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thedrifter
05-27-03, 05:05 PM
By Michael Stetz
UNION-TRIBUNE STAFF WRITER

May 25, 2003

Law school is tough enough. But try throwing this into the mix: having a husband halfway around the world and at war.

Nicole Hudspeth can tell you all about it. Between tears, that is. She graduated from the University of San Diego School of Law yesterday, and there was just one thing missing from making it a moment of a lifetime.

Her husband, David, a Marine officer, is in Kuwait. He was not able to be a part of this most special of occasions.

He managed to get a call through on Thursday at 3 in the morning, to tell her: "Happy graduation."

It was only the fourth time they've spoken since January, when he was deployed to Iraq.

"I don't ever want to go through that again," said Hudspeth, 33, who is a Marine as well. "I'd rather go through war as one of the fighters than to ever have to go though one as a wife again."

Imagine.

Imagine trying to study, to listen to a lecture, to take an exam even to brush your teeth in the morning and not knowing.

Hudspeth did, somehow.

The Marine captain was one of nearly 350 students graduating from the law school yesterday. Today, the San Diego Catholic university graduates more than 1,600 students from the school's arts and sciences and other disciplines, such as the schools of business administration, education and nursing.

It would be a challenge, though, to find someone who went through what Hudspeth did these past months while earning her law degree.

Her husband is a weapons company commander with the 1st Light Armored Reconnaissance Battalion from Camp Pendleton. The only news Nicole Hudspeth got was through the pages of The San Diego Union-Tribune. The paper's military reporter, James Crawley, was embedded with the unit her husband, also a captain, commanded.

She found relief, she said, by helping others. She took over a support group made up of wives of the men serving with her husband.

Then there was school. School had its moments. She chaired a demanding law-school appellate court program, as well. Before going to law school, she served as an air defense operator. Now, she will become a military attorney or, specifically, a judge advocate.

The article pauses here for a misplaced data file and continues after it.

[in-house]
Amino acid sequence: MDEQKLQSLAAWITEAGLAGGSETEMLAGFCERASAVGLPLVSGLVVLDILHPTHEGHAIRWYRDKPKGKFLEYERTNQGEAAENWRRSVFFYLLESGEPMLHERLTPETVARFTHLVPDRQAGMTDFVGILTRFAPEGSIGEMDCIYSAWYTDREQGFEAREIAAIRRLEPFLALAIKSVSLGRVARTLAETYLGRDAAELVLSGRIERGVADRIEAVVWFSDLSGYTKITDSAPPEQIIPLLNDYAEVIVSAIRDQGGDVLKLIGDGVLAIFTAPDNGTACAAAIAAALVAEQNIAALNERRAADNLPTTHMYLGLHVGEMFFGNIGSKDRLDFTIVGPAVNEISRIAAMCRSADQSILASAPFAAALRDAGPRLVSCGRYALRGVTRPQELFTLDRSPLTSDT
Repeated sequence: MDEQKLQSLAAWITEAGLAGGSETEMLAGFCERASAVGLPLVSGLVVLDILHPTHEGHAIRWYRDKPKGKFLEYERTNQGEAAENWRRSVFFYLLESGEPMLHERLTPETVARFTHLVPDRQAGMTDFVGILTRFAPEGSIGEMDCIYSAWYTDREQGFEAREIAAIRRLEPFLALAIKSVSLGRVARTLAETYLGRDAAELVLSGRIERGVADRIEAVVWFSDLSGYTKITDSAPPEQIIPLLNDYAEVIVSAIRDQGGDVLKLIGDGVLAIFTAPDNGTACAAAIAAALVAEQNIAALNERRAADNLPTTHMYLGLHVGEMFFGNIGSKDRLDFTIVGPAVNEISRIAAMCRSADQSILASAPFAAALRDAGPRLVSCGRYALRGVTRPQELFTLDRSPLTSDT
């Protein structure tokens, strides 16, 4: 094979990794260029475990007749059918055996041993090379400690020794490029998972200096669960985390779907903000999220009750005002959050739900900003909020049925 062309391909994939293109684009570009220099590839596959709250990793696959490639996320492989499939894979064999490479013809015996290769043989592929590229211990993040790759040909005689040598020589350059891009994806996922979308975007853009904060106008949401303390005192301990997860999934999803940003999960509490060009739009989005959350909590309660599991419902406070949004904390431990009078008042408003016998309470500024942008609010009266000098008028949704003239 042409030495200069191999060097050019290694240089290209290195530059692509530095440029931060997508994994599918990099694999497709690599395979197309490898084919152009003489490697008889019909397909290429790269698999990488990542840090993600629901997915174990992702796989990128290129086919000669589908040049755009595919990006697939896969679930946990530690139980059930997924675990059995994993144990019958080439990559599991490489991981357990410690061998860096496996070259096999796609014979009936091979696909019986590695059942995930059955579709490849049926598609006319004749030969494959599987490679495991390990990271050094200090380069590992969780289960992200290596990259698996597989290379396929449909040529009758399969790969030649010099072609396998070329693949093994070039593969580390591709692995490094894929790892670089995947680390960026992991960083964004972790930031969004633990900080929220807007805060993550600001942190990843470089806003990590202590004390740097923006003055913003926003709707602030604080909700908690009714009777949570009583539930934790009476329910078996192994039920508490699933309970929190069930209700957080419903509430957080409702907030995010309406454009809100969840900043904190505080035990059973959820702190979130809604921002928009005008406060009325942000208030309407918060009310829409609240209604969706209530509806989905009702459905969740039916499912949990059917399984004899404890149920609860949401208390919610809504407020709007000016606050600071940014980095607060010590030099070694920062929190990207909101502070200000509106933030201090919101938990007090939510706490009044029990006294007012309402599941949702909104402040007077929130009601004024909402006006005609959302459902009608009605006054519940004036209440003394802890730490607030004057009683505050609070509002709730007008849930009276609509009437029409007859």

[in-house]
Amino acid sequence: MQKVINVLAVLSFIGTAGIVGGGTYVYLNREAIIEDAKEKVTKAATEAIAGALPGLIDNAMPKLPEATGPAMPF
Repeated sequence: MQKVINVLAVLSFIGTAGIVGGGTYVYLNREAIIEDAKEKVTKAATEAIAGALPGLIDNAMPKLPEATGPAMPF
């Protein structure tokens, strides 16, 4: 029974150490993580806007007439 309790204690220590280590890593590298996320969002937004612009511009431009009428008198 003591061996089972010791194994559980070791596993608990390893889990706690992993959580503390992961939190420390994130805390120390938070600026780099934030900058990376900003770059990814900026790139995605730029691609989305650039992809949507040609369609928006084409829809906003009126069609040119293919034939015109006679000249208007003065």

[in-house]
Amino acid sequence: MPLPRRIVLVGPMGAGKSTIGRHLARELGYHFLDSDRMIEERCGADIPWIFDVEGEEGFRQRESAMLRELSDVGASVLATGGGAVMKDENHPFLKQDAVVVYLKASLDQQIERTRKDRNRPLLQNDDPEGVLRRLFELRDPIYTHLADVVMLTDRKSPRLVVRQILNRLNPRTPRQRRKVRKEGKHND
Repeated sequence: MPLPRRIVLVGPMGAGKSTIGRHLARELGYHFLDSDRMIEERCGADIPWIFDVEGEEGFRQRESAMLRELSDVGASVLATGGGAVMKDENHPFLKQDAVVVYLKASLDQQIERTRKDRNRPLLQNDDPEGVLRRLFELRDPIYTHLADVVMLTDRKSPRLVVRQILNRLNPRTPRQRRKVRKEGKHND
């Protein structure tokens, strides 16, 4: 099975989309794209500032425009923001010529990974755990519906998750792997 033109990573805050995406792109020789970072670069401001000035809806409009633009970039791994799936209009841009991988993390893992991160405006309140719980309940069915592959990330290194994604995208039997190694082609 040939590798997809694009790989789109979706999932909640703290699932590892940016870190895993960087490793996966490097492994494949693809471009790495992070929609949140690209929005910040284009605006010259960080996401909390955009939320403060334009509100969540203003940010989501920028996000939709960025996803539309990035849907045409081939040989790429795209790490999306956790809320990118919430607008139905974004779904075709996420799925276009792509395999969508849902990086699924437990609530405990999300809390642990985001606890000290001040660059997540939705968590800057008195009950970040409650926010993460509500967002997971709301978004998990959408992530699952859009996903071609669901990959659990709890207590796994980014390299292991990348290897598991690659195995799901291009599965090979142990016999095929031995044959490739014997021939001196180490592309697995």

At least she has a job.

More than a few of those graduating said it was a tight, competitive job market this year.

Dylan Malagrino, 25, another of the graduates, said he sent out hundreds of resumes and had yet to receive a job offer.

"I'm not alone. That's the case for many of my classmates," said Malagrino, one of the more active students. He coached youth swimming and basketball and taught human rights at Garfield High School.

This class also suffered tragedy. One of its members died recently in a diving accident.

This class saw much, noted Alice B. Hayes, the president of the university, who is retiring and is overseeing her last commencement.

This class lived through powerful world events, such as Sept. 11 and the subsequent battles in Afghanistan and Iraq, she said.

"You are witness to history and have an experience and understanding of the world that is different from that of previous generations," she said.

But that's not to say this event was a downer.

Optimism still reigned. Parents hugged their children. They pulled out cameras and camcorders.

Nicole Hudspeth's mother, Marty Jo Kulenic, came all the way from North Carolina to see the graduation.

On this day, she was a picture of joy pure joy.

"She's a toughie," she said of her daughter. "I'm proud of her."



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Michael Stetz: (619) 542-4570; michael.stetz@uniontrib.com



Sempers,

Roger